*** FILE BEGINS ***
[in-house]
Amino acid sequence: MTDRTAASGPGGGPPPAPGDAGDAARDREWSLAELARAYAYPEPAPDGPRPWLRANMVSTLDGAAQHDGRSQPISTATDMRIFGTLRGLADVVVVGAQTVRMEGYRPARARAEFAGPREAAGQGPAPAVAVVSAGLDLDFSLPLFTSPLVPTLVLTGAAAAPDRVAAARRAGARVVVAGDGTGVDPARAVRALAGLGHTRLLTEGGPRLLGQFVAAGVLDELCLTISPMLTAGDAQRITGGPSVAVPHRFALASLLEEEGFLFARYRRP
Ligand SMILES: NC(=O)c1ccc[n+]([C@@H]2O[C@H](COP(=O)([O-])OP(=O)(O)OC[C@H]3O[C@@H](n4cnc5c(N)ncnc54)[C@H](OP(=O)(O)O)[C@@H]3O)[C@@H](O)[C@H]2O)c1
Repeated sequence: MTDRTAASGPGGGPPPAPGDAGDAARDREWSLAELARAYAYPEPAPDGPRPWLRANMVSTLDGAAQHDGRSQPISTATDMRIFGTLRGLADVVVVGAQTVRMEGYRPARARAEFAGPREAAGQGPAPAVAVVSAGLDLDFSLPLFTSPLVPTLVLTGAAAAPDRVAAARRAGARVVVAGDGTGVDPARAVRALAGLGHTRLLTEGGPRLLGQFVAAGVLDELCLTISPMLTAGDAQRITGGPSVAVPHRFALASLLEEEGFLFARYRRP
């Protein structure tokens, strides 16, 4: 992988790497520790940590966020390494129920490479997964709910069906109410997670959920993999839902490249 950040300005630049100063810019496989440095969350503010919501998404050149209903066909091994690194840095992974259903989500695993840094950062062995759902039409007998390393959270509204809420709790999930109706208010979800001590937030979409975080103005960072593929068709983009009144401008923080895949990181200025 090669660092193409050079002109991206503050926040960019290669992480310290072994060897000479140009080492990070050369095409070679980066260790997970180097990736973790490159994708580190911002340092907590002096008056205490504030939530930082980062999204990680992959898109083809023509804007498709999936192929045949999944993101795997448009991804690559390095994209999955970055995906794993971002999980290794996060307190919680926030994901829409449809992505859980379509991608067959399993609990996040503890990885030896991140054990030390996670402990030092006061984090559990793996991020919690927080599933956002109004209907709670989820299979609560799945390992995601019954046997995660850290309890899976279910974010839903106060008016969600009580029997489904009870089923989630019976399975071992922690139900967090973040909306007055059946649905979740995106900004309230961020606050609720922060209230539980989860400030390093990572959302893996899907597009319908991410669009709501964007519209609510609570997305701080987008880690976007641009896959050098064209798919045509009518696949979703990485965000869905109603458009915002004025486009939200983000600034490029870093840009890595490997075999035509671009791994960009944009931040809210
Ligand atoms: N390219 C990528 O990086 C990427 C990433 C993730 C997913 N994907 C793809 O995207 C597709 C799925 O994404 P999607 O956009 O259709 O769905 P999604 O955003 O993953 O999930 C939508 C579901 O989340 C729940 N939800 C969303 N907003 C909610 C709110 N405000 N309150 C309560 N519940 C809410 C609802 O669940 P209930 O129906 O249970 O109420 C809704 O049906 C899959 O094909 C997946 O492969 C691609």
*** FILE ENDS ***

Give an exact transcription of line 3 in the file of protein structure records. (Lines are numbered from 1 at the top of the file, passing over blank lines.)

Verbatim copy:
Ligand SMILES: NC(=O)c1ccc[n+]([C@@H]2O[C@H](COP(=O)([O-])OP(=O)(O)OC[C@H]3O[C@@H](n4cnc5c(N)ncnc54)[C@H](OP(=O)(O)O)[C@@H]3O)[C@@H](O)[C@H]2O)c1